Comparison of putative cooperative mechanisms in cardiac muscle: length dependence and dynamic responses (model 2)
In cardiac muscle, steady-state force-Ca2+ (F-Ca) relations exhibit more cooperativity than that predicted by the single Ca2+ binding site on troponin. The exact mechanisms underlying this high cooperativity are unknown. In their 1999 paper, J. Jeremy Rice, Raimond L. Winslow and William C. Hunter present five potential models for force generation in cardiac muscle (see the figure below). These models were constructed by assuming different subsets of three possible cooperative mechanisms:
Cooperative mechanism 1 is based on the theory that cross bridge formation between actin and myosin increases the affinity of troponin for Ca2+.
Cooperative mechanism 2 assumes that the binding of a cross bridge increases the rate of formation of neighbouring cross bridges and that multiple cross bridges can actin activation even in the absence of Ca2+.
Cooperative mechanism 2 simulates end-to-end interactions between adjacent troponin and tropomyosin.
Comparison of putative cooperative mechanisms in cardiac muscle: length dependence and dynamic responses, J. Jeremy Rice, Raimond L. Winslow and William C. Hunter, 1999, American Journal of Physiology, 276, H1734-H1754. PubMed ID: 10330260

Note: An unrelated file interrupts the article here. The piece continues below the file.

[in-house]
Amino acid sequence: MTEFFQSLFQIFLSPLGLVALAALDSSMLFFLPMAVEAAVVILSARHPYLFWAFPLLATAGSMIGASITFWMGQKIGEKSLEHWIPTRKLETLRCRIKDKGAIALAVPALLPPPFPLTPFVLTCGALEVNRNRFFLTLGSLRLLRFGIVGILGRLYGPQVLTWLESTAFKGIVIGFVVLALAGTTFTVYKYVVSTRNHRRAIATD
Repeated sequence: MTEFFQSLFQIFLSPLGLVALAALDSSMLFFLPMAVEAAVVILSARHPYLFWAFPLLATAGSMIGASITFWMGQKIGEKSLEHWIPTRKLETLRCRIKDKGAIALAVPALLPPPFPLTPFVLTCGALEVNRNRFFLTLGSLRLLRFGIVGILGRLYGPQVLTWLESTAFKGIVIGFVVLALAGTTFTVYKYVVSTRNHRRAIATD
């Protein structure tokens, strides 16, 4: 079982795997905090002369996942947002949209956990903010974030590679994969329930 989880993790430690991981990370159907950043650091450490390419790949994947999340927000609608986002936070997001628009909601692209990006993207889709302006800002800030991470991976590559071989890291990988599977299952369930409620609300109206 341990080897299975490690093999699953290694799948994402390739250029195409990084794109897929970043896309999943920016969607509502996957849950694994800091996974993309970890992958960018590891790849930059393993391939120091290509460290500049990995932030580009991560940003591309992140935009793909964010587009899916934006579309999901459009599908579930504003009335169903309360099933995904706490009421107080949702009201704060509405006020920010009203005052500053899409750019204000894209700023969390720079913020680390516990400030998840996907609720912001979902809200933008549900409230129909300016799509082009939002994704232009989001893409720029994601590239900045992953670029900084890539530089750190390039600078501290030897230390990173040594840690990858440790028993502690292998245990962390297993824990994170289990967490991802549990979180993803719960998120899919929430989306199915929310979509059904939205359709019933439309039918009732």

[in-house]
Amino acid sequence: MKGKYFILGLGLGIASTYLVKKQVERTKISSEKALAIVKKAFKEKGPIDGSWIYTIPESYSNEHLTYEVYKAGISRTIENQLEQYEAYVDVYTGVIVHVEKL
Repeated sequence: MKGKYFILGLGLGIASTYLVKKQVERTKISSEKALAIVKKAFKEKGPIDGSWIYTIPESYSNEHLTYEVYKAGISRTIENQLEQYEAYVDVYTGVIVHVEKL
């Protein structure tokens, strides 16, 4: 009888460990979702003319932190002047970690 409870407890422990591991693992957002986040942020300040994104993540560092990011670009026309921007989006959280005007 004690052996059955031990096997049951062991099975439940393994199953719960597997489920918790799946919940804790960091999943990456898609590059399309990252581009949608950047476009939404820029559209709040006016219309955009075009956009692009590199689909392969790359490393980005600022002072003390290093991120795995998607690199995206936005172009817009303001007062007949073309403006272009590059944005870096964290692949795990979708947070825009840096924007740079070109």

|State diagrams for the five models of isometric force generation in cardiac muscle. T represents tropomyosin, TCa is Ca2+ bound tropomyosin, N0, N1, P0 and P1 are the non-permissive and permissive tropomyosin states.|
All the models are similar in that they are structured around a functional unit of troponin, tropomyosin and actin. Tropomyosin can exist in four states, two permissive or two non-permissive (referring to whether or not the actin sites are available for binding to myosin and hence cross bridge formation). Depending on the model, one or more cross bridges exist, and these are either weakly-bound (non-force generating) or strongly bound (force generating).
The paper (cited below) tests the behaviours of the five models of force generation in cardiac myocytes. The first two models provide a baseline of performance for comparison. Models 3 to 5 are developed to incorporate more cooperative mechanisms. From the results of these simulations, which were compared to and consistent with experimental data, it is hypothesised that multiple mechanisms of cooperativity may coexist and contribute to the responses of cardiac muscle.